After civilian car production ceased in 1942 and Willys, especially, had concentrated all their efforts on war production—the best-known product being the amazing Keep, it took Willys-Overland ten years to re-enter the regular passenger-car sales arena.
The Jeep was the one who led Willys into civilian production after the war. In addition, two- and four-wheel-drive station wagons, panel delivery trucks and pickups joined the Jeep line while a cleverly designed sport phaeton called the Jeepster was built from 1948 through 1951.
Willys-Overland made the decision to try and capture some of the booming passenger-car market of the early ’50s, and in January 1952 the new Willys Aero hit the dealerships.
The Aero had a cleanly styled, slab-sided car in the modern idiom, offered in four trim levels: Lark, Wing, Ace and Eagle. Initially was available only as a two-door sedan, but the Aero series was expanded to four-doors and a two-door hardtop in the Eagle line for 1953.
During their introduction year two engines were available—the old flathead six powered the base Aero Lark while the other three lines used an F-head six as their standard engine.
Willys-Overland was acquired by Kaiser for about $60 million in April 1953.
They changed the company name to Willys Motors, Inc. and Kaiser moved their passenger-car production to the Willys plant in Toledo, Ohio, while selling off their Willow Run, Michigan, Kaiser-Frazer auto plant to GM.
Willys cars for 1954 remained unchanged virtually on the outside but have a revised front suspension for better handling, while the Ace and Eagle could now be ordered with the more powerful 226 Kaiser flathead six, dropping their 0-60 time down to the 14-second range. The Sales were disappointing, with just 9,344 passenger cars delivered in calendar year 1954.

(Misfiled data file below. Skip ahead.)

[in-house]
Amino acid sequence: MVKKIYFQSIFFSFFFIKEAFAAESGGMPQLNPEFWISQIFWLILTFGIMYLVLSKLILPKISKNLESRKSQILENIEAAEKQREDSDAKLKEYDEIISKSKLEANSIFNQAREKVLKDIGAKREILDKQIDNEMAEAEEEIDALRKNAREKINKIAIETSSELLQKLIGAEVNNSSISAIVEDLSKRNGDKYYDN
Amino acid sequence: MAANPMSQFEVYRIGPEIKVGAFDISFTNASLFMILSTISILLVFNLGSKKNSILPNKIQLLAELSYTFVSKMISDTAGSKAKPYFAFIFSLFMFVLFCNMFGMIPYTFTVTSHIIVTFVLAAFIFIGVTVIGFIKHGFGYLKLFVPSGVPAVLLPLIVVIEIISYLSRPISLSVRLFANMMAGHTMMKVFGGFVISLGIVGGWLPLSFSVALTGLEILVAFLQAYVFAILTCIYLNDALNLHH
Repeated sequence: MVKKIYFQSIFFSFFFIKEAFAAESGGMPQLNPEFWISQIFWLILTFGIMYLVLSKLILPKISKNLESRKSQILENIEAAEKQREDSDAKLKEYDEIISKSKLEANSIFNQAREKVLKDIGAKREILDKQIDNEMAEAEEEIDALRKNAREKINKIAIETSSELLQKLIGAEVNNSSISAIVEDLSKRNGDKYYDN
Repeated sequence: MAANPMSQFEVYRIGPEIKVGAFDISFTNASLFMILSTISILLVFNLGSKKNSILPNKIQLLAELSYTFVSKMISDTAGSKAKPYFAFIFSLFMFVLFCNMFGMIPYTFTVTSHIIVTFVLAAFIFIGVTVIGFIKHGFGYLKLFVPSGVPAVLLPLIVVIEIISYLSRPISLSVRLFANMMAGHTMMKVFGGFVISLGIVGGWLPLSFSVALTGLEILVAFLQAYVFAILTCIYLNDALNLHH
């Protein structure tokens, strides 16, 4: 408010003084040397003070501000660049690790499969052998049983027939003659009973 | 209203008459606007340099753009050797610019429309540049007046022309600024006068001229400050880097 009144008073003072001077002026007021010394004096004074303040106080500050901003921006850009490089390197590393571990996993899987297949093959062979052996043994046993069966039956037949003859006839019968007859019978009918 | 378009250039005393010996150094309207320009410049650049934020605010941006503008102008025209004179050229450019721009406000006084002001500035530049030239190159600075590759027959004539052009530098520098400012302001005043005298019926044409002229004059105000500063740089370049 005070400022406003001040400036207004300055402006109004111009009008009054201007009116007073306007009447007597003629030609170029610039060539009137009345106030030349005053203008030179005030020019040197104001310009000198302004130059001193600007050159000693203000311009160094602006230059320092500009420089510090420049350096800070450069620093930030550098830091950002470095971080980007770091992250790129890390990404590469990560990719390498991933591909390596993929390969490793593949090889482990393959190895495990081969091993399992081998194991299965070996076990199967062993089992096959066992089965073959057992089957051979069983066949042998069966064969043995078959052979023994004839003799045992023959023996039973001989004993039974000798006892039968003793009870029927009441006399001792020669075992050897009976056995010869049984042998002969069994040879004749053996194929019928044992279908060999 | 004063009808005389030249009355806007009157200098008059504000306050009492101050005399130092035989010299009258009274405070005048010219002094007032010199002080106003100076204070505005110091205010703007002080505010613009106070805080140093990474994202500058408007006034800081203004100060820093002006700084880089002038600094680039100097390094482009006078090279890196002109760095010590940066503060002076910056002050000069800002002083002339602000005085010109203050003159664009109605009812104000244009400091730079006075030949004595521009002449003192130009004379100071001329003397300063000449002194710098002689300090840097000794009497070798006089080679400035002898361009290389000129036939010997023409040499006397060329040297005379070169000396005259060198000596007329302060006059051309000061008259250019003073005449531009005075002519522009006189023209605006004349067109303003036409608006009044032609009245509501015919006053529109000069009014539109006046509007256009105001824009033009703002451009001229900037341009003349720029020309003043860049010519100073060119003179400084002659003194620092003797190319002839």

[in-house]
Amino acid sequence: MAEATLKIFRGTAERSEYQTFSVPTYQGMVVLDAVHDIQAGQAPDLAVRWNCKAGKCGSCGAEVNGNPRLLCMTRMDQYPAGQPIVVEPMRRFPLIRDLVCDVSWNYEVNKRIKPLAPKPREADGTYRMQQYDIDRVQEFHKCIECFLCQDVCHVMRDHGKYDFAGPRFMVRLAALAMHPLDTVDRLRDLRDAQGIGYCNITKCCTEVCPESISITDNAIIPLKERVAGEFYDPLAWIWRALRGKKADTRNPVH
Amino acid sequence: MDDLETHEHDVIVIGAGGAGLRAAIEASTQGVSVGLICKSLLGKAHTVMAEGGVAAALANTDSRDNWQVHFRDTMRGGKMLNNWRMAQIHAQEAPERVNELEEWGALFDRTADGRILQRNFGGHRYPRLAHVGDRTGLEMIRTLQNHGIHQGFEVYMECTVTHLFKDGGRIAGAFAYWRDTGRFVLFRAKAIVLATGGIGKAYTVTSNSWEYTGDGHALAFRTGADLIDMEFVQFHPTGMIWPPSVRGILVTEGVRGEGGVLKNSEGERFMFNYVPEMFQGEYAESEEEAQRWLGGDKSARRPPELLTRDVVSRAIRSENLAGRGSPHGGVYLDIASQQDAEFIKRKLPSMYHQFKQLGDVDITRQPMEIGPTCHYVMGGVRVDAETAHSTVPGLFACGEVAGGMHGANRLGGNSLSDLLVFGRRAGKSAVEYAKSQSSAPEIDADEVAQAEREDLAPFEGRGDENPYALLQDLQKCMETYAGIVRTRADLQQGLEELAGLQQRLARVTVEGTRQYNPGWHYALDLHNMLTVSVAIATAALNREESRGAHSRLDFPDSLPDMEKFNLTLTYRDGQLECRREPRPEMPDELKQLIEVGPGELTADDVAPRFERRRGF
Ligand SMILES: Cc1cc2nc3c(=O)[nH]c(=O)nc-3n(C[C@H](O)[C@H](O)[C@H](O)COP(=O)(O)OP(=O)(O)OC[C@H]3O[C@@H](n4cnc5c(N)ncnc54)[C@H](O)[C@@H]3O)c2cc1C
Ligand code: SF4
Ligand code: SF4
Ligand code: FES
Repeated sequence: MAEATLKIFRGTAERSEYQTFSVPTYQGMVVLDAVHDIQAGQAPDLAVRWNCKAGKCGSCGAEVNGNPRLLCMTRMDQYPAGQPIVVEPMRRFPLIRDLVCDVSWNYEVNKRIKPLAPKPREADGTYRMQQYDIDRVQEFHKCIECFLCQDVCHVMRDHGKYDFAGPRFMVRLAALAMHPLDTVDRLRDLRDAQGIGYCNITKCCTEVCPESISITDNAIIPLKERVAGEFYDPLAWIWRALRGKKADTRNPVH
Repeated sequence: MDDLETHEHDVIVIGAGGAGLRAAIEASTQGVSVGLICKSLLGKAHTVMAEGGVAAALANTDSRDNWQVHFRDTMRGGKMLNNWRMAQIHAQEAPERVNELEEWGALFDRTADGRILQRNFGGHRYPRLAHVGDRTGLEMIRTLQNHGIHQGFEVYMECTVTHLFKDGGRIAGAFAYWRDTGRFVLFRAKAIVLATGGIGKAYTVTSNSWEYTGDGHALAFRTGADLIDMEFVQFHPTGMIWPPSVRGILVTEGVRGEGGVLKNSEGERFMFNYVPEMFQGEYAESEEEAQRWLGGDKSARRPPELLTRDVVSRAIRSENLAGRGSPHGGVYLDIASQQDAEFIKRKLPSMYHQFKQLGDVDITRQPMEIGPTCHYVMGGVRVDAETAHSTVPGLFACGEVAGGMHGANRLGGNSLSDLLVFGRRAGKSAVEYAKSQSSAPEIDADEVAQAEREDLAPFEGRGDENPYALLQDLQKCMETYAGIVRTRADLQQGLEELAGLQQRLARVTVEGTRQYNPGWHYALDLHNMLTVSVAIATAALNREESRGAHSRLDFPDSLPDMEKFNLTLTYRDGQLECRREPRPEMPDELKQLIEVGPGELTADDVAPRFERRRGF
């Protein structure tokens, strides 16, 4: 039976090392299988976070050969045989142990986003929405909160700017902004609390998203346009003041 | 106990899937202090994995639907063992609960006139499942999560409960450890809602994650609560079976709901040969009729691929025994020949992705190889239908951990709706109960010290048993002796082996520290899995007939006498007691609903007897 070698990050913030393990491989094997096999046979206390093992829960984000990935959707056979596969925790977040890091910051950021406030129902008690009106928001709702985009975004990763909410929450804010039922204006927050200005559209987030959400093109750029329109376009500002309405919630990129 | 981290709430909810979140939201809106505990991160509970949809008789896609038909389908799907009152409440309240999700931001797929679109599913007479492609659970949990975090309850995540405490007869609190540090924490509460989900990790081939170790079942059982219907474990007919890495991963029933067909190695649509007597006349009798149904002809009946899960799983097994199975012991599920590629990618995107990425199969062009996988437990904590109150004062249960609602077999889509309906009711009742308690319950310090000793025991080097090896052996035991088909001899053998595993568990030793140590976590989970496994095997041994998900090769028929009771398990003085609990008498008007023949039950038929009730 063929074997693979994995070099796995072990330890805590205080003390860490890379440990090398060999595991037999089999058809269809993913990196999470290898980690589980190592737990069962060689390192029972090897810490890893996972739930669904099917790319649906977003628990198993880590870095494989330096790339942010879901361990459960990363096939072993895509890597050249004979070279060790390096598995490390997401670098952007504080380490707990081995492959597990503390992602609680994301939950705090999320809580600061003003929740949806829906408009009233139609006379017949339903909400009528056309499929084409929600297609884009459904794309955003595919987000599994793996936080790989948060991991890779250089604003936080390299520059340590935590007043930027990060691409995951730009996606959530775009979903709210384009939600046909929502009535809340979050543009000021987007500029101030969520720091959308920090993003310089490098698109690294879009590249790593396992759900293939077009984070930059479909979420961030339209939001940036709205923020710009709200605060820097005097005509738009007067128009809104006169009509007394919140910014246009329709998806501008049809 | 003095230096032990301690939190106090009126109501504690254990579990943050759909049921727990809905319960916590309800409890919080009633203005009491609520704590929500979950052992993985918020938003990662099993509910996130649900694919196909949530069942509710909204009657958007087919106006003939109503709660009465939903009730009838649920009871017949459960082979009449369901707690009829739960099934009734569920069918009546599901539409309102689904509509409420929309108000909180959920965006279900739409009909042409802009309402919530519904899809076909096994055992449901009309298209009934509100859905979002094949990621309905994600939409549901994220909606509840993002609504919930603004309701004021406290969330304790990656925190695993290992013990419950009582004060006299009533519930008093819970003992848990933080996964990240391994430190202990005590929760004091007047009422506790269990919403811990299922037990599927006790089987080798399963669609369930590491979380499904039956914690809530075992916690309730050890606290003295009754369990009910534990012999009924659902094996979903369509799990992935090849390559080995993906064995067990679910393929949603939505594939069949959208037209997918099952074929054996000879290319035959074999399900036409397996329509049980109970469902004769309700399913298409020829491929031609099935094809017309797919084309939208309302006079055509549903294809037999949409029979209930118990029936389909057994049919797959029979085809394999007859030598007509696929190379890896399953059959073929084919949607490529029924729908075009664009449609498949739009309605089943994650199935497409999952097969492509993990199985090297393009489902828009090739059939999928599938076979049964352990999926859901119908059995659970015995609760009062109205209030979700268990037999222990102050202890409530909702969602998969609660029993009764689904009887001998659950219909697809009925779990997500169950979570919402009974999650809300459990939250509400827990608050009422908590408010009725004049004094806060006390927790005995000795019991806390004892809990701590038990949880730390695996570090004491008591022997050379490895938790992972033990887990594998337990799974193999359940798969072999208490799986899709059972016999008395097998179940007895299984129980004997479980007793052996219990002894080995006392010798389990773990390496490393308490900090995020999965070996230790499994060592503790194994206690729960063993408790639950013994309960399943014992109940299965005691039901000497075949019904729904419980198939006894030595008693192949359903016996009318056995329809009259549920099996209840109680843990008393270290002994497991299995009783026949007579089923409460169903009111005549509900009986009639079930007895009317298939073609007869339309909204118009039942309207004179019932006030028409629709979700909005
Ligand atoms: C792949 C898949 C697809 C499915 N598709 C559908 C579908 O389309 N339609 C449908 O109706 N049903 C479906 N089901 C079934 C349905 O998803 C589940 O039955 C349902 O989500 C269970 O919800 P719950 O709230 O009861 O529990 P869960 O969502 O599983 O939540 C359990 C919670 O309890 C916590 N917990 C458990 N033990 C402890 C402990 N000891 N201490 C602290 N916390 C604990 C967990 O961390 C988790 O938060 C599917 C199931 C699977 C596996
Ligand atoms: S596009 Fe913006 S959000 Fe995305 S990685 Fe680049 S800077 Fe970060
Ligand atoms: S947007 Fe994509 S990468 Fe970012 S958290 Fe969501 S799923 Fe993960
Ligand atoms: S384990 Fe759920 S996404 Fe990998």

Seeing those dismal figures Kaiser decided to bring an end to Willys’ passenger-car production and to concentrate more on the Jeep, but not before restyled 1955 offerings appeared with snazzy two-tone treatments, padded dashboards, lively interiors, full-width grille with vertical chrome bars and chrome headlamp visors.
The changes had to be done in a tiny budget; the ’55 Willys are attractively updated cars. But in a year that saw the low-priced three come out with sensational new styling with optional V-8 power for Chevy and Plymouth, Willys didn’t even stand a chance and called it quits after selling only 6,500 cars.
Of that number only 2,215 were the Bermuda hardtops, the most costly of the ’55 Willys. Some may strike as a bit overdone in the chrome plating area; they do have pleasing lines, nifty interiors and respectable performance with the Kaiser-derived 115-bhp six. Needless to say, they are also quite rare and unique subject to rust like most ’50s cars and very difficult to restore in the sheet metal and interior areas, while the mechanicals are relatively easy to come by.
If you come across a clean example, you will be able to purchase it for contemporary used-car money, but unless you go to a Kaiser-Willys convention your chances of